Critics often speak, somewhat condescendingly, of the “naïve reader” – one who doesn’t have the benefit of an awareness of literary history, or of training in criticism and literary theory, or of an extensive knowledge of literature as an art form. (In other words, a reader who isn’t a critic or a scholar, but a common-or-garden reader for pleasure. Joe Six-Pack, or his sister Jane, spending their beer or appletini money on a book instead.)
I’ll admit, there’s a pleasure to be had in writing for an audience who knows all the inside baseball of the thing. I’ve done it myself, at least once. The short story “A Death in the Working” (originally published in Murder by Magic, now available in Two from the Mageworlds) plays with three different sets of inside knowledge: the established canon of the space opera series I co-wrote with my husband James D. Macdonald, the traditions of the Golden Age country-house mystery story, and (the part I had the most fun with) the tone and format of various scholarly editions of literary works, especially those in the Methuen Old English Library, where the footnotes would often take up more room on the page than the actual text.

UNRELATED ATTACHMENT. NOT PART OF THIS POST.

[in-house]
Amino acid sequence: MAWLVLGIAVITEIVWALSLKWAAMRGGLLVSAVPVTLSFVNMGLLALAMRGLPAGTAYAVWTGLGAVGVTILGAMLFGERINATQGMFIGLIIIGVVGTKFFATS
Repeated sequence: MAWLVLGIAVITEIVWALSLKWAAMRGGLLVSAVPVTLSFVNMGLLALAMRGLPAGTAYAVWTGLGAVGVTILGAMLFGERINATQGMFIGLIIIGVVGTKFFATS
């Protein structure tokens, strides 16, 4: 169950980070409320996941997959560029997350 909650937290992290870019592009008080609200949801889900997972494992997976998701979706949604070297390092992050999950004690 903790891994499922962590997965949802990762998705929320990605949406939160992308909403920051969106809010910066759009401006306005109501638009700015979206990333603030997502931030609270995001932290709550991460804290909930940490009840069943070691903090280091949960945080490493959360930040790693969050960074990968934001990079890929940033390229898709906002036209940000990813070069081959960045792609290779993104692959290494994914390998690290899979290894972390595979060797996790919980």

Nevertheless, the most gratifying comment I ever got on the story wasn’t an appreciation of all that insider geekery; it came from a reader who said that they’d like to read more stories about my fictional detective and his cases. (I sometimes toy with the idea of taking that reader up on their request; but science-fiction/fantasy mystery novels are enough of a niche market that I don’t know if the gain would repay the effort.)
When I think of naïve readers, I also think of the fellow grad student in Old English who admitted to translating the final section of Beowulf with tears in her eyes, because in all her survey courses and the like they’d only read the first part of the poem, and so she didn’t know that – to put it in ROT-13 just in case anybody reading this is in a similar position — Orbjhys trgf xvyyrq ol gur qentba va gur raq. Or I think of a friend’s account of watching a performance of King Lear a few seats away from an older couple who had clearly never encountered the play at all before, who reacted to the blinding of Gloucester with profound shock and dismay. Or I think about my great-uncle Jake, a huntin’, fishin’ good old boy from Arkansas – albeit one with a college education – who once said to his medievalist great-niece, “That Beowulf . . . he was a mighty hunter.”
Art is about getting people where they live, and a naïve reader will provide you with a response that’s unmediated by other people’s expectations of how they should react and feel. It’s all very well to be the critics’ darling, but treasure your naïve readers as well . . . they will tell you a different kind of truth.